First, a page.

A small group of boys walked down the outer aisle toward the stage, led by Freddie Burke, the captain of the wrestling team. He was county champion at the 165 weight class two years in a row, and an article in the local Times Courier touting him as the odds-on favorite to win at states this year had swelled his head bigger than it already was.

Susie O’Conner came out from behind the backstage curtain just as the boys reached the front edge of the stage. A heavy wooden backdrop painted as a forest was the last piece she had to move. The wheels helped, but Susie struggled to get it moving. Freddie ran up the steps.

“Let me help you,” he said, grabbing one end. Susie shifted to the other end and together they rolled the backdrop behind the curtain.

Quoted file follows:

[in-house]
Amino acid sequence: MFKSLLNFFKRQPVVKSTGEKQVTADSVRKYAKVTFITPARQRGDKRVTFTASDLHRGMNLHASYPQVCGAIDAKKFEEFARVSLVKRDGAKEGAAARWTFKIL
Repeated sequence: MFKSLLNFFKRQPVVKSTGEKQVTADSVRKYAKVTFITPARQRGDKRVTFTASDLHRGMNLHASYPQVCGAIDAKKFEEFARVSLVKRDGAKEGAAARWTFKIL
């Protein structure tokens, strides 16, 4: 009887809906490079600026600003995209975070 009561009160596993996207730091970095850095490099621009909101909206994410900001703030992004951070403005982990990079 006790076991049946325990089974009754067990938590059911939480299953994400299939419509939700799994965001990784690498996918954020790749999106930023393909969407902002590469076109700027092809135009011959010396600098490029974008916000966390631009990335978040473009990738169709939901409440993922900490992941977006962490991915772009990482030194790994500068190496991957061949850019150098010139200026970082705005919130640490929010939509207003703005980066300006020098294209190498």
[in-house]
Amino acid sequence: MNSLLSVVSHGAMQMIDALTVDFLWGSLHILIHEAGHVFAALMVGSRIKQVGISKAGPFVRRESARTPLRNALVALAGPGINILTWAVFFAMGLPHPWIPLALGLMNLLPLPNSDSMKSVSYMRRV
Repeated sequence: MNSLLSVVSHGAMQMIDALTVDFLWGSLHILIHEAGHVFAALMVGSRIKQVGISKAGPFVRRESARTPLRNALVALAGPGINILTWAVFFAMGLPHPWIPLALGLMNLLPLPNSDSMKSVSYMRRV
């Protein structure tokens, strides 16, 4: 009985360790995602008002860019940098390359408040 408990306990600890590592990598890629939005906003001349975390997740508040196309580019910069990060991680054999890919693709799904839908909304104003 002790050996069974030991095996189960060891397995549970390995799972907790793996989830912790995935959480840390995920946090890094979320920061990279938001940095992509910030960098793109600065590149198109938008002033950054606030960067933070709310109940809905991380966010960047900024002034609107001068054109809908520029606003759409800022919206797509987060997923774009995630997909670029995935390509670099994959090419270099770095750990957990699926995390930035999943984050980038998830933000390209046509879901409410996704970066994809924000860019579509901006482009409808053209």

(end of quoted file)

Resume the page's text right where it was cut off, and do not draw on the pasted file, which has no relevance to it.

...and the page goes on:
“Thanks,” said Susie shyly, her heart rate speeding up. Freddie Burke was one of the hottest boys at the school, and a senior to boot. All the girls liked him. This was the first time she had ever spoken to him. Susie walked quickly to the front stage area where she noticed the other boys were now standing at the top of the steps, blocking her exit. Her heart raced. She turned to walk to the opposite side of the stage and ran right into Freddie. Susie bounced back, startled at how strong he was.

“You’re Susan O’Conner, right?” he said, smiling.

“Yeah, but I go by Susie.”

“Right, Susie. I saw you looking at me during the wrestling tournament on Friday.”

“So what,” said Susie, clearly embarrassed. “I watch all the matches.”

“It was more than that, the way you were cheering for Freddie,” said another boy. “Looked like you were ready to jump his bones.” The other boys laughed.

“That’s not fair, you guys,” said Freddie, keeping his eyes on Susie. “Susie is just a freshman. She probably hasn’t even kissed a boy yet.”

“I have so,” said Susie, lying and turning redder.

“Oh, so you have, have you?” said Freddie. He moved toward her and leaned his head in.